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- Without a Home - 2/94 -


VI. ROGER DISCOVERS A NEW TYPE

VII. COMPARISONS

VIII. CHANGES

IX. NEITHER BOY NOR MAN

X. A COUNCIL

XI. A SHADOW

XII. VIEWLESS FETTERS

XIII. A SCENE BENEATH THE HEMLOCKS

XIV. THE OLD MANSION

XV. "WELCOME HOME"

XVI. BELLE AND MILDRED

XVII. BELLE LAUNCHES HERSELF

XVIII. "I BELIEVE IN YOU"

XIX. BELLE JARS THE "SYSTEM"

XX. SEVERAL QUIET FORCES AT WORK

XXI. "HE'S A MAN"

XXII. SKILLED LABOR

XXIII. THE OLD ASTRONOMER

XXIV. ROGER REAPPEARS

XXV. THE DARK SHADOW OF COMING EVENTS

XXVI. WAXING AND WANING MANHOOD

XXVII. A SLAVE

XXVIII. NEW YORK'S HUMANITY

XXIX. THE BEATITUDES OF OPIUM

XXX. THE SECRET VICE REVEALED

XXXI. AN OPIUM MANIAC'S CHRISTMAS

XXXII. A BLACK CONSPIRACY

XXXIII. MILDRED IN A PRISON CELL

XXXIV. "A WISE JUDGE"

XXXV. "I AM SO PERPLEXED"

XXXVI. A WOMAN'S HEART

XXXVII. STRONG TEMPTATION

XXXVIII. NO "DARK CORNERS"

XXXIX. "HOME, SWEET HOME"

XL. NEIGHBORS

XLI. GLINTS OF SUNSHINE

XLII. HOPES GIVEN AND SLAIN

XLIII. WAS BELLE MURDERED

XLIV. THE FINAL CONSOLATIONS OF OPIUM

XLV. MOTHER AND SON

XLVI. A FATAL ERROR

XLVII. LIGHT AT EVENTIDE

XLVIII. "GOOD ANGEL OF GOD"

XLIX. HOME

APPENDIX

WITHOUT A HOME

CHAPTER I

ONE GIRL'S IDEAL OF LIFE

It was an attractive picture that Martin Jocelyn looked upon through the open doorway of his parlor. His lively daughter Belle had invited half a score of her schoolmates to spend the evening, and a few privileged brothers had been permitted to come also. The young people were naturally selecting those dances which had some of the characteristics of a romp, for they were at an age when motion means enjoyment.

Miss Belle, eager and mettlesome, stood waiting for music that could scarcely be lighter or more devoid of moral quality than her own immature heart. Life, at that time, had for her but one great desideratum--fun; and with her especial favorites about her, with a careful selection of "nice brothers," canvassed with many pros and cons over neglected French exercises, she had the promise of plenty of it for a long evening, and her dark eyes glowed and cheeks flamed at the prospect. Impatiently tapping the floor with her foot, she looked toward her sister, who was seated at the piano.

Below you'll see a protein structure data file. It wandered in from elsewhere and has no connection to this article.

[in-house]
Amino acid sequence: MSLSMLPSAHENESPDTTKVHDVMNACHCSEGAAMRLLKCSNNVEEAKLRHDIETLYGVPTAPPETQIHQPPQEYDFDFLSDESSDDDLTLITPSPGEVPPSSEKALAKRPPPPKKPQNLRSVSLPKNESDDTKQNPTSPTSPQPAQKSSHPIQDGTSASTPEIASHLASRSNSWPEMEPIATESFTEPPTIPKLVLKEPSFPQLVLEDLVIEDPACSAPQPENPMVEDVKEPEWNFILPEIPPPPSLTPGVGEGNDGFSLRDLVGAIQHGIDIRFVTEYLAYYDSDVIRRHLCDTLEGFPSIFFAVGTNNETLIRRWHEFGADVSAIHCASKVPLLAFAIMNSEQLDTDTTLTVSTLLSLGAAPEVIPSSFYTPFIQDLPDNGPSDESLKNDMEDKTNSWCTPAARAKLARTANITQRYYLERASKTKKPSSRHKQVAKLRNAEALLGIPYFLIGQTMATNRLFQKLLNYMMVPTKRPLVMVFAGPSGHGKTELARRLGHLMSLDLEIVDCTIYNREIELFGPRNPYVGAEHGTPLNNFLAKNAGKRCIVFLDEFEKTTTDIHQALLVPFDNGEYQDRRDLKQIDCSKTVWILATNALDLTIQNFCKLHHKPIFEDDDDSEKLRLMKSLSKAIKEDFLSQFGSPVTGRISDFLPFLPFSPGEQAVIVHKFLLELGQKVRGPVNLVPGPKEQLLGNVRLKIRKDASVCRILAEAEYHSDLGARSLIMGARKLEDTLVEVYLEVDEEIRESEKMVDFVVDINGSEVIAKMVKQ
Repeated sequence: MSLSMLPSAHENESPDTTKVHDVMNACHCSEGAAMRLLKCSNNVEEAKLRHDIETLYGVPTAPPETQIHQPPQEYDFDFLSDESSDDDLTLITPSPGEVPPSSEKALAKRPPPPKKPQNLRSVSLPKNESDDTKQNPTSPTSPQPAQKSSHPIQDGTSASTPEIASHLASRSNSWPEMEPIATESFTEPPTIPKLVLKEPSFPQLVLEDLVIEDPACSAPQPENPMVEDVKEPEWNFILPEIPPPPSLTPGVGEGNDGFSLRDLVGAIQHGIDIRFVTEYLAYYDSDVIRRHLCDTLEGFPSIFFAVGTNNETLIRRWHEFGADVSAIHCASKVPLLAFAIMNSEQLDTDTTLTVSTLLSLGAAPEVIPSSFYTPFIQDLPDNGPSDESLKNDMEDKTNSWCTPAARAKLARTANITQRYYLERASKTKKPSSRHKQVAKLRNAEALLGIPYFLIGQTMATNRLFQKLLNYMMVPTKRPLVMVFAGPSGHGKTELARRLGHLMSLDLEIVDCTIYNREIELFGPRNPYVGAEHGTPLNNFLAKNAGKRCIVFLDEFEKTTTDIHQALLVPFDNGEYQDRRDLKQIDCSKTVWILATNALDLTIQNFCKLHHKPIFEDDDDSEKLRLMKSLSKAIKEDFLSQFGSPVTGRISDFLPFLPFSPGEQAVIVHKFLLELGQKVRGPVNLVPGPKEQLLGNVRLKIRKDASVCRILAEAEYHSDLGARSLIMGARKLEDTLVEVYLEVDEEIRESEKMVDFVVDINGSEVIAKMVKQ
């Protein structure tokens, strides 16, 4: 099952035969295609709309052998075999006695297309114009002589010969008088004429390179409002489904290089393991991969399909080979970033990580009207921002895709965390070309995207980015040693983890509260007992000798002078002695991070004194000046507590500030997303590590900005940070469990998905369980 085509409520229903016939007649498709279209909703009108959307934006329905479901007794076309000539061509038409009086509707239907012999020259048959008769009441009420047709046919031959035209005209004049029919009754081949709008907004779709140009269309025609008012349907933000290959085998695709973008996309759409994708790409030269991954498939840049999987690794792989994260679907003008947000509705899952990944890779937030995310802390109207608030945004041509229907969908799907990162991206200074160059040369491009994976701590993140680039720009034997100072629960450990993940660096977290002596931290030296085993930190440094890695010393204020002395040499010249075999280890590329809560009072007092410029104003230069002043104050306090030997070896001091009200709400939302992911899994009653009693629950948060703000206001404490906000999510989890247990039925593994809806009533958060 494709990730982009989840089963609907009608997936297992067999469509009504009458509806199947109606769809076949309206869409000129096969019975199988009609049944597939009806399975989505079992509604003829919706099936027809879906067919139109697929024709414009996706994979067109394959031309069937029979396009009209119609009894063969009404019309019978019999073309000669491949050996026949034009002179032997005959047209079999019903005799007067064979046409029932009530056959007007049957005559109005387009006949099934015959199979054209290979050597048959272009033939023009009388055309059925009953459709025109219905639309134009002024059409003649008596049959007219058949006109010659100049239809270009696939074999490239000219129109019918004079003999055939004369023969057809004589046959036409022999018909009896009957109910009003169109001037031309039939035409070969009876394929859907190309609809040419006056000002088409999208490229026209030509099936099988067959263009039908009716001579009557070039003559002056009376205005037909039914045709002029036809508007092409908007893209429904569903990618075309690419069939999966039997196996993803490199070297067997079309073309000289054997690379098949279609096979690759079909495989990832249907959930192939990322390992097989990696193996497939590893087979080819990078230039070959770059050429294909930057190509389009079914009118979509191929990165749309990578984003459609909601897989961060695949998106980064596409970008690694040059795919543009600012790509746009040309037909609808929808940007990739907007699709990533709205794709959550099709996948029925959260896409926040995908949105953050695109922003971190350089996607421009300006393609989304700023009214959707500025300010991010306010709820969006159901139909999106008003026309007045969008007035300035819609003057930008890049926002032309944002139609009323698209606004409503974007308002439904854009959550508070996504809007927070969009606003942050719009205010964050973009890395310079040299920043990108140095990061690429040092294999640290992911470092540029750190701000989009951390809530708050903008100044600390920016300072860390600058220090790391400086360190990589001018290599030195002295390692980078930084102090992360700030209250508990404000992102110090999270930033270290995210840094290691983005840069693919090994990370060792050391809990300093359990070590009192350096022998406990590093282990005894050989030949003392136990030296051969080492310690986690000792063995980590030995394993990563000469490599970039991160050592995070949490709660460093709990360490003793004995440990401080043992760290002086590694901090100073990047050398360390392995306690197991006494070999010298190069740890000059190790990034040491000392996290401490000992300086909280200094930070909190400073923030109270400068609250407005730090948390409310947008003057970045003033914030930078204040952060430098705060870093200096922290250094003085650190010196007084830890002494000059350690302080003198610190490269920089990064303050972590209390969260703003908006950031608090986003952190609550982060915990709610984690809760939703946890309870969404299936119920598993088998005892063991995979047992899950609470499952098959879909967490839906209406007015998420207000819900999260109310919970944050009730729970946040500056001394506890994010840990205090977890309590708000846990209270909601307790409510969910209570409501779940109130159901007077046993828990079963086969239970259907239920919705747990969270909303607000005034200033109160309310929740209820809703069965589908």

Mildred Jocelyn knew that all were waiting for her; she instinctively felt the impatience she did not see, and yet could not resist listening to some honeyed nonsense that her "friend" was saying. Ostensibly, Vinton Arnold was at her side to turn the leaves of the music, but in reality to feast his eyes on beauty which daily bound him in stronger chains of fascination. Her head drooped under his words, but only as the flowers bend under the dew and rain that give them life. His passing compliment was a trifle, but it seemed like the delicate touch to which the subtle electric current responds. From a credulous, joyous heart a crimson tide welled up into her face and neck; she could not repress a smile, though she bowed her head in girlish shame to hide it. Then, as if the light, gay music before her had become the natural expression of her mood, she struck into it with a brilliancy and life that gave even Belle content.